Why Merit Selection?

Proponents of judicial elections believe that they are appropriate to our democratic method of government.

In fact, many criticize the very concept of merit selection as fundamentally flawed and elitist. Given the fact that we adhere mostly to a representative form of government, such a reaction is understandable. It is also a misconception.

Some opponents of merit selection argue that it removes from the people the right to elect their judicial representatives. This language begs a very fundamental question: Under our system of government, are judges truly “representatives,” in the sense that members of the legislative and executive branches are? The legislative branch is certainly designed to represent specific constituencies; to a lesser degree, the executive performs a similar function. But judges, who must apply impartially the laws created by the other two branches—laws that affect opposing constituencies—are expected to remain above the fray. Canons of judicial ethics require them to remain objective, free of political influences, and unfettered by financial concerns.

Yet, what does the process of judicial election demand? It demands a campaign, usually partisan, which in turn demands that the candidate raise campaign funds—funds that are most likely to be contributed by lawyers who may later appear before the judge. Although judges in New York are barred from “knowing” the identity of their contributors, as a practical matter, it often is virtually impossible for them not to know. In other states, the rules (or at least their enforcement) are less stringent yet: Judges actively campaign, make promises regarding how they will rule in particular types of cases, and actively solicit the support of interest groups.

Opponents of merit selection argue that elections give the people a voice.

However, candidates often do not run in primaries, but are chosen via nominating conventions. As a practical matter, the nominating conventions generally serve as mere rubber stamps for the edicts of the local party leadership. “The people” never really have a choice, because the party’s [sole] candidate is predetermined well in advance of the election. Moreover, New York permits cross-endorsements—deals made between the political parties which permit an unusual kind of partisan horse-trading. For example, if a particularly strong Republican judge, with the advantage of incumbency, intends to run for re-election in a particular county, that county’s Democratic leadership may decide to “cross-endorse” the Republican candidate, in exchange for a similar consideration in a future race. In the case of cross-endorsements, one candidate sometimes appears on the ballot line of every party—thus depriving voters of even the limited choice based on party affiliation.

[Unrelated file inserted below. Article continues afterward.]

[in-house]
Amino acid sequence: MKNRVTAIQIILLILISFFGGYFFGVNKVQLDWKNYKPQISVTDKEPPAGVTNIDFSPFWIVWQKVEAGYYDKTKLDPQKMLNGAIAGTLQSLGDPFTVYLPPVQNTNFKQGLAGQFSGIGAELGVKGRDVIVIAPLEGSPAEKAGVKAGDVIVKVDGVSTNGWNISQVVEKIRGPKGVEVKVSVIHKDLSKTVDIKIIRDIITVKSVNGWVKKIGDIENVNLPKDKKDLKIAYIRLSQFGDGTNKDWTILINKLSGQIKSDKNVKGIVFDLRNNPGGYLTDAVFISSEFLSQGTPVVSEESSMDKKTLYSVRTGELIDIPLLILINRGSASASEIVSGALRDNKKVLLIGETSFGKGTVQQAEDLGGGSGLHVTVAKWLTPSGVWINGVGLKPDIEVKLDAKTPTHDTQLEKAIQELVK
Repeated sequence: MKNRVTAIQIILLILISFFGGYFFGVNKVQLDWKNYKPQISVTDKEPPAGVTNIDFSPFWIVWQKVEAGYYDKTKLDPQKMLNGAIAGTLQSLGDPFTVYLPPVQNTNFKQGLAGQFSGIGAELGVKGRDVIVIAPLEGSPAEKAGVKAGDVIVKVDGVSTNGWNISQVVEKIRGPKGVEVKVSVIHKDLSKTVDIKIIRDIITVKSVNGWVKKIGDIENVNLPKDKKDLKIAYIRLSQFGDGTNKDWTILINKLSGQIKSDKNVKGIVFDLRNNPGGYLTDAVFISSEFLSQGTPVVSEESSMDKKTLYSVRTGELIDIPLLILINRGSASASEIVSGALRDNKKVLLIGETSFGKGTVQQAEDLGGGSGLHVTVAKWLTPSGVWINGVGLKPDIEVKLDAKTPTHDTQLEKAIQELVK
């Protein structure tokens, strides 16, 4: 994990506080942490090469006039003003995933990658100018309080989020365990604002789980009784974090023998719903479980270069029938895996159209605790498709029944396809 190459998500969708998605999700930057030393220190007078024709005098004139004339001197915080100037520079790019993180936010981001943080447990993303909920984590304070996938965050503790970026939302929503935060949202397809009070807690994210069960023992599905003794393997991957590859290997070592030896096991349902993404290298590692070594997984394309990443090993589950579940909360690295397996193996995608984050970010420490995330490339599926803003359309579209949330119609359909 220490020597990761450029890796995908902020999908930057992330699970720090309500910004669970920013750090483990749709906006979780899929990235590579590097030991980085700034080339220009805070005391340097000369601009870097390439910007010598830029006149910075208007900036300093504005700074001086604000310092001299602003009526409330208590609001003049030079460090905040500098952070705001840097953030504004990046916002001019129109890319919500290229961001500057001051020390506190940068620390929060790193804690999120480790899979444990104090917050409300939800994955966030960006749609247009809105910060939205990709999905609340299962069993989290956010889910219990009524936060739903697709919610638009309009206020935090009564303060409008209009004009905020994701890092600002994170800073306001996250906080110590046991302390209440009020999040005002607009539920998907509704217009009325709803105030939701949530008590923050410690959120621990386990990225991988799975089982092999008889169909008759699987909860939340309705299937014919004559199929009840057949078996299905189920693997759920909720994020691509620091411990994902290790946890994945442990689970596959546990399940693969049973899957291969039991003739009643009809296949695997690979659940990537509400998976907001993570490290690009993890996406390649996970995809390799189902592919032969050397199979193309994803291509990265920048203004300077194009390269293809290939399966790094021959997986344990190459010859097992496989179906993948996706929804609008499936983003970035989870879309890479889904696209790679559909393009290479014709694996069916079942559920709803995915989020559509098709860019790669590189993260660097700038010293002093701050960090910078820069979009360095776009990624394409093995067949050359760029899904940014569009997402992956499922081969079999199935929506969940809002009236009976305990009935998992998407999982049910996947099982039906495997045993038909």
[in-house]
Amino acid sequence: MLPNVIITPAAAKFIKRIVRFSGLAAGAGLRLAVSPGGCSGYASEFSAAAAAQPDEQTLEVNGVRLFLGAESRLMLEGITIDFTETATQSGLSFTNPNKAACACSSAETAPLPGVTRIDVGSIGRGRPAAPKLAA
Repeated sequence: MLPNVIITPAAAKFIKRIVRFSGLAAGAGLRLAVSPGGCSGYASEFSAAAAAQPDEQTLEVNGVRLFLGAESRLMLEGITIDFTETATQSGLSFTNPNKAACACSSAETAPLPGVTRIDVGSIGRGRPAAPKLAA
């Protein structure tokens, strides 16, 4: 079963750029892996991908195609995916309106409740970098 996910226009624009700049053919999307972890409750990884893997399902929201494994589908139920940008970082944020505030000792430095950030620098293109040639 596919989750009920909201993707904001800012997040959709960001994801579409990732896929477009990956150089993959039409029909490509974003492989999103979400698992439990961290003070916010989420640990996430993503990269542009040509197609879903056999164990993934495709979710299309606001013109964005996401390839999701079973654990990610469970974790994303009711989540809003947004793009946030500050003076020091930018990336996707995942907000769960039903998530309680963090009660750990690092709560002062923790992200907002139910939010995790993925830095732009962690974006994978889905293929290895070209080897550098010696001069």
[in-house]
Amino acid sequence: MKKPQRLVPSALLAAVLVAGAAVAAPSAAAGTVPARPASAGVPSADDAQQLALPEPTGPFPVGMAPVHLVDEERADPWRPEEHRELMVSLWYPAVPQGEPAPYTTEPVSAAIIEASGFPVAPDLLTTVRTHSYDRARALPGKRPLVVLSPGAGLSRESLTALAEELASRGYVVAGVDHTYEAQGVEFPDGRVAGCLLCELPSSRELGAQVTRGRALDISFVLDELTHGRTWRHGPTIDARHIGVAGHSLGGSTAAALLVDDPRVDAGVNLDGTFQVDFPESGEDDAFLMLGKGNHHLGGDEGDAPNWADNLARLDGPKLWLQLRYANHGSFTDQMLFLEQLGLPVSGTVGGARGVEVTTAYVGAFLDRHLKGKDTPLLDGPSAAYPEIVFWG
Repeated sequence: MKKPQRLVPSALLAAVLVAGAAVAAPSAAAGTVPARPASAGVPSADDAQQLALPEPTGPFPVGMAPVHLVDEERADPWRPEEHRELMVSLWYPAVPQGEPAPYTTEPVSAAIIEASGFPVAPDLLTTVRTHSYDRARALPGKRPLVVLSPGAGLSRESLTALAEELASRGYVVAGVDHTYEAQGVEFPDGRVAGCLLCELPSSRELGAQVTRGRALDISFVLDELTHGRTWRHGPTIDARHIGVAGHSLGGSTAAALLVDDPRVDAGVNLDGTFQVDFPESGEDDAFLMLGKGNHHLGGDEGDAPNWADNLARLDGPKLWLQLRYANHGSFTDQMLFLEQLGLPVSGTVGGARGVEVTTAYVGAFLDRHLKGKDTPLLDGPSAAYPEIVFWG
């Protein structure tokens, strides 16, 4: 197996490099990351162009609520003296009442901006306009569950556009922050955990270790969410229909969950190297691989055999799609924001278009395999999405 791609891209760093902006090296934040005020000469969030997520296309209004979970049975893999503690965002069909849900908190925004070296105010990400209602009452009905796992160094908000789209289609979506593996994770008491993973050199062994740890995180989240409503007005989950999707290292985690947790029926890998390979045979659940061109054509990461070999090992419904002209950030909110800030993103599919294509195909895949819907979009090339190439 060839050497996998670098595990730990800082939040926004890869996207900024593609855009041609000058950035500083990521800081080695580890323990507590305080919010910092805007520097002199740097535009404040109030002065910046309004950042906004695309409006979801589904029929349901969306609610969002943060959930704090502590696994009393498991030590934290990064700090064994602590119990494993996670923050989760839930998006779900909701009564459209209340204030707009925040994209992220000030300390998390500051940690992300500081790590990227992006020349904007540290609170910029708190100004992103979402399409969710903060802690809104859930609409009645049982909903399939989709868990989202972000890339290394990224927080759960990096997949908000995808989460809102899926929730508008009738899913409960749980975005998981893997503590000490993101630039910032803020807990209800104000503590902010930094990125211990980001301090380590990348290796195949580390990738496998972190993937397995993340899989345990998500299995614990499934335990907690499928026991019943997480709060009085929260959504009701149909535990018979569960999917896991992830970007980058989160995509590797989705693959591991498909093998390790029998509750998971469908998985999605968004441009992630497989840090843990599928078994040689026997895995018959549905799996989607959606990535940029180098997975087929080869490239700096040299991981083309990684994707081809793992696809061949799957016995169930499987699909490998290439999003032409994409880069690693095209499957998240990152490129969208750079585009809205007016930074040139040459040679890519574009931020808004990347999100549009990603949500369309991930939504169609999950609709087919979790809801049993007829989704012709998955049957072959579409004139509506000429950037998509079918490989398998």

In addition, studies repeatedly show that the voting public is far less knowledgeable about its judicial candidates than it is about candidates for other offices—indeed, many don’t even realize that their state and local judges are elected, instead confusing them with appointed federal judges. Even when voters do realize that their judges are elected, the odds that they know who their incumbent judges—much less their opposing candidates—are tend to be very slim. Voter turnout also tends to be especially low for judicial elections. None of these phenomena are new, nor are they confined to New York.

Finally, while opponents of merit selection often argue that it reduces diversity on the bench, the opposite is usually true. New York City is unusual: It has a population of incredible ethnic diversity, strong political bases of women and minorities, and, in some respects, a more active electorate than is perhaps present elsewhere. Outside of the city, however, election of women and minorities to the bench—particularly at the Supreme Court level—is much more difficult.

Merit selection—particularly the three-step version—addresses each of these concerns. It eliminates the role of money and significantly reduces the role of politics in judicial selection, and it negates the possibility of conflicts of interest that arise when a campaign contributor (whether lawyer or client) appears before the judge. It provides for selection of highly-qualified judges by representatives of diverse groups of people – legal professionals, members of government, and ordinary citizens, including those who can provide the valuable “outsider’s” view of the non-lawyer. Finally, it promotes diversity, which is healthy not only for society generally but for all users of the justice system – judges, lawyers, litigants, witnesses, victims.

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